4 practical techniques to become a better public speaker
Updated: Jan 5
Speaking in public, giving a big and important presentation to the board or client, taking an exam or test - all of this initiates similar chemical reactions in your body and results in a state of anxiety, the stress of various degrees. Leaving biochemical theory aside, below I am sharing the 4 practical tactics of how I deal with such situations, by converting them into joyful and learning experiences.
Important, none of the below techniques would work if you don’t truly accept the fact that it is completely natural and normal to feel nervous. Exposure to stress equals growth - the basic underlying principle.
The first trick, or metal habit, was acquired by me during college time. Since then the longest presentation, workshop and simulation I’ve delivered non-stop lasted about three-four hours. Prior to such “stressful” engagement, I take a moment to think from a point of time in the future. Example: a speaking engagement is scheduled for 9-10 am. At 8:45 am, right before the start, I visualize vividly that it is already 12 pm on the clock and I’m catching up with team casually, having a debrief and a cup of tea. I imagine the morning engagement is over, it is in the past, and I’m already thinking about all other items that I need to act before the day ends. Transferring yourself into “future state” ultimately lessens current, made up my the mind, tensions.
Looking back I can’t but appreciate an opportunity to get a college degree in History from a Russian university, where back that time neither students nor professors knew what a standardized test was about. Instead, every mid-term exam was more like a big day in student's life, when he or she groomed properly, used to find themselves in a state of complete petrification, with trembling hands picking up a small piece of paper from Professor’s desk. Questions selected in blind were supposed to be answered in a form of a dialog with a strict and highly respected professor, while having all of your classmates sitting just behind you and watching you rambling. On my very first exam the very first question to be answered was about the evolution of serfdom institute in the Middle Ages. The question which made me realize - I must find a way to deal with that unbearable stress.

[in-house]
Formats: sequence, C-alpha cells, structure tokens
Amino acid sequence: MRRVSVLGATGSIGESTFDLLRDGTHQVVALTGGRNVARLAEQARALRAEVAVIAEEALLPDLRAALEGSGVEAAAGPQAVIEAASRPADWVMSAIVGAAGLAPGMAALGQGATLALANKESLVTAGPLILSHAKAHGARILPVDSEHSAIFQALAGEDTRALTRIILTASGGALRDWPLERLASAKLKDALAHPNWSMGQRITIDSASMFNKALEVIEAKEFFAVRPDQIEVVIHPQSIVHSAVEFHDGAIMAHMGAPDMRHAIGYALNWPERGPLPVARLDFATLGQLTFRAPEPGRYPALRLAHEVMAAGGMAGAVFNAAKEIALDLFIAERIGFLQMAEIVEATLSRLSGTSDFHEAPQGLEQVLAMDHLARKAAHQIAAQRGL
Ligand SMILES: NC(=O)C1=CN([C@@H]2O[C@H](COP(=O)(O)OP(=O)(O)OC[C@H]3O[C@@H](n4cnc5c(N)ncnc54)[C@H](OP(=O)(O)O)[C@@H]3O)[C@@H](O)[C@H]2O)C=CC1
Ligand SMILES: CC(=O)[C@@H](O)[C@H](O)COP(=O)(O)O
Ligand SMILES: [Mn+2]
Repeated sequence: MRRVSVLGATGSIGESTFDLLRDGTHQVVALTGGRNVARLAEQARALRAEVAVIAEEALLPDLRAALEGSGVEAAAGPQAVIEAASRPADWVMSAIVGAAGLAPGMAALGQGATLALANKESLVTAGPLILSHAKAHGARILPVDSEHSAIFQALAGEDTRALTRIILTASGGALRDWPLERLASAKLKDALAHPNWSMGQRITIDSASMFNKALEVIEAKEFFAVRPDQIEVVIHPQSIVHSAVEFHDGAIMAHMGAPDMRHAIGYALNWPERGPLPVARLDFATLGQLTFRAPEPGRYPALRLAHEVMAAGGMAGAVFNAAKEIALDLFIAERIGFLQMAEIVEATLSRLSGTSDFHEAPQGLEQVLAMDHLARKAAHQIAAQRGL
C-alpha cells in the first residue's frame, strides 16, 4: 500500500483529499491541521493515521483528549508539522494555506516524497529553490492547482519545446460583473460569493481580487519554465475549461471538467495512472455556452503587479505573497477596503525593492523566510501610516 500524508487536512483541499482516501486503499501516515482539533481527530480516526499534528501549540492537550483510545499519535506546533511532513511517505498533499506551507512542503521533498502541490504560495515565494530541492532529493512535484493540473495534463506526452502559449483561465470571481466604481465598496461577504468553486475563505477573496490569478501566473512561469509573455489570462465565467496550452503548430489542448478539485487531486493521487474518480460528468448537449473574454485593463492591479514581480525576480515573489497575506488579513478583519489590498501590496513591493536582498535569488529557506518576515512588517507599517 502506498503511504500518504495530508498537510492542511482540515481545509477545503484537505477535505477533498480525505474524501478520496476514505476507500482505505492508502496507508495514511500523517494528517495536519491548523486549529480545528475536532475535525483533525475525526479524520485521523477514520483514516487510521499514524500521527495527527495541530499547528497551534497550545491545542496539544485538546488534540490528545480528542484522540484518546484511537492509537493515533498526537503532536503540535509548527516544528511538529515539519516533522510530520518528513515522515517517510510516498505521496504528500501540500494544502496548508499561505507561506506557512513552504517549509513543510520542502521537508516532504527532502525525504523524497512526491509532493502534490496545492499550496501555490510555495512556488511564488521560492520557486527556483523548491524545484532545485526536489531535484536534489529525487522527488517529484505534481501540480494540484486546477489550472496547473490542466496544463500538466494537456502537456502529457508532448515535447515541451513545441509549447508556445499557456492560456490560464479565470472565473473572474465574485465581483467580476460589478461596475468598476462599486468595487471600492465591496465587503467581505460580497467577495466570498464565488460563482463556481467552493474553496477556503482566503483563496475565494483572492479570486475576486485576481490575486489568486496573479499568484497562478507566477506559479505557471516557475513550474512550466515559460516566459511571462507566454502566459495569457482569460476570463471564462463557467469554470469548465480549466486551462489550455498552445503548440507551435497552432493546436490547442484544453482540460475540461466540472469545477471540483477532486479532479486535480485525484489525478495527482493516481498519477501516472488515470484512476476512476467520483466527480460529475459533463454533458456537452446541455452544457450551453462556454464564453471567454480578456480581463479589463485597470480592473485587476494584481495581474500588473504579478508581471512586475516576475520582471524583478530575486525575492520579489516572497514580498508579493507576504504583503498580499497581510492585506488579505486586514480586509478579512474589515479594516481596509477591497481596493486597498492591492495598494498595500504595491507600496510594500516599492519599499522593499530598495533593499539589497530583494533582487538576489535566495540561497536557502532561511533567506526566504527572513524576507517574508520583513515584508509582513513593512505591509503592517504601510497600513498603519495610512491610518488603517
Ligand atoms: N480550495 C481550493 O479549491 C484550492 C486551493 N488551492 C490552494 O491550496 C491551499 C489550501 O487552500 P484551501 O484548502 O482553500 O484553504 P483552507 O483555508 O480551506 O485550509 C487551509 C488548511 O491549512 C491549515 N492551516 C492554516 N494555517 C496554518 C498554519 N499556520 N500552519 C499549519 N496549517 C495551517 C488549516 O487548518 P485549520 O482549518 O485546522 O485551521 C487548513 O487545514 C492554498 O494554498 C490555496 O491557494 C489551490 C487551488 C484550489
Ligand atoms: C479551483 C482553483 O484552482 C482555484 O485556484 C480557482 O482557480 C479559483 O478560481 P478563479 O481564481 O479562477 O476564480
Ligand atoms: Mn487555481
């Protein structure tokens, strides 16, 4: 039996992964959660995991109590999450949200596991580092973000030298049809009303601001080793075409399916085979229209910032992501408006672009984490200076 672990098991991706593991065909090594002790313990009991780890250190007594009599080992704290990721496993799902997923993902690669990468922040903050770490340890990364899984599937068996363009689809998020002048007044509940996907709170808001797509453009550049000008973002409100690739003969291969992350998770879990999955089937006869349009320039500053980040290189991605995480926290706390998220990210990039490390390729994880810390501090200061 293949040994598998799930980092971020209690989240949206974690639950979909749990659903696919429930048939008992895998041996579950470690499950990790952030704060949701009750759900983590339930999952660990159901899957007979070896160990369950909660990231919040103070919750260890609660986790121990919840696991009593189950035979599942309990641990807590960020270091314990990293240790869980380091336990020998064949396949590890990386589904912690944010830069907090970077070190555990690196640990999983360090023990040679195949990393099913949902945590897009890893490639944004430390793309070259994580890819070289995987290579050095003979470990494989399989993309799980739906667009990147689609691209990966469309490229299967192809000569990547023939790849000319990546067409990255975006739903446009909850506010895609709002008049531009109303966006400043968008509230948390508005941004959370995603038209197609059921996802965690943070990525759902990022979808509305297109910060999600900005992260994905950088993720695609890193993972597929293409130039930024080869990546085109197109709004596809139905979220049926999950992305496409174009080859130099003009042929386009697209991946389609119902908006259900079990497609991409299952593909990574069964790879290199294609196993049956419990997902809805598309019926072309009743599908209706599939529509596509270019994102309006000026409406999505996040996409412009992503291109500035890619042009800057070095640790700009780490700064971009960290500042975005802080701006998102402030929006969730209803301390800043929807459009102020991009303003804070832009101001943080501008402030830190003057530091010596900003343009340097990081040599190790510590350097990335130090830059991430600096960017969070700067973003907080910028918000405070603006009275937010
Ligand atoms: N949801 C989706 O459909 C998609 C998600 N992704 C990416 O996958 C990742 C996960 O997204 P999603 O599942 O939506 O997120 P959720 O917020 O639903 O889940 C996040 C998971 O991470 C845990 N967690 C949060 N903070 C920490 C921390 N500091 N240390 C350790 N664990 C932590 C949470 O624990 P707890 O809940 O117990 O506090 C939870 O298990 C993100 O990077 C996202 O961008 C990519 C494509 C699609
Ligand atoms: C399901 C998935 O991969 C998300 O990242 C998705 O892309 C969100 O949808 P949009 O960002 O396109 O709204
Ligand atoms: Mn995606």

Concentrating on the breath for a minute. Inhale. Exhale. Inhale.
I tend to ask myself periodically, especially when I deal with a new “setting” of a stressful situation - “What is the % of the population who haven’t made through a similar experience, meaning they physically didn’t survive”. Historicallynumbers have been on my side, i.e., no casualties have been recorded as a result of a similar public speaking, client, investor presentation or test.
Practice, practice and practice - self-explanatory.
Listed above tactics have worked well for me, in various settings. My today reading list includes two recently purchased books rich in insights and ideas on the subject of this note:
Book. The Whole Brain Child, by Dr. Dan Siegel. While primarily was written for new parents, the book is exceptionally helpful to understand how the human brain works and how we interact with reality, our perception of reality and consequently emotions.
Book. Tribe of Mentors: Short Life Advice from the Best in the World, by Timothy Ferriss. Reading in progress.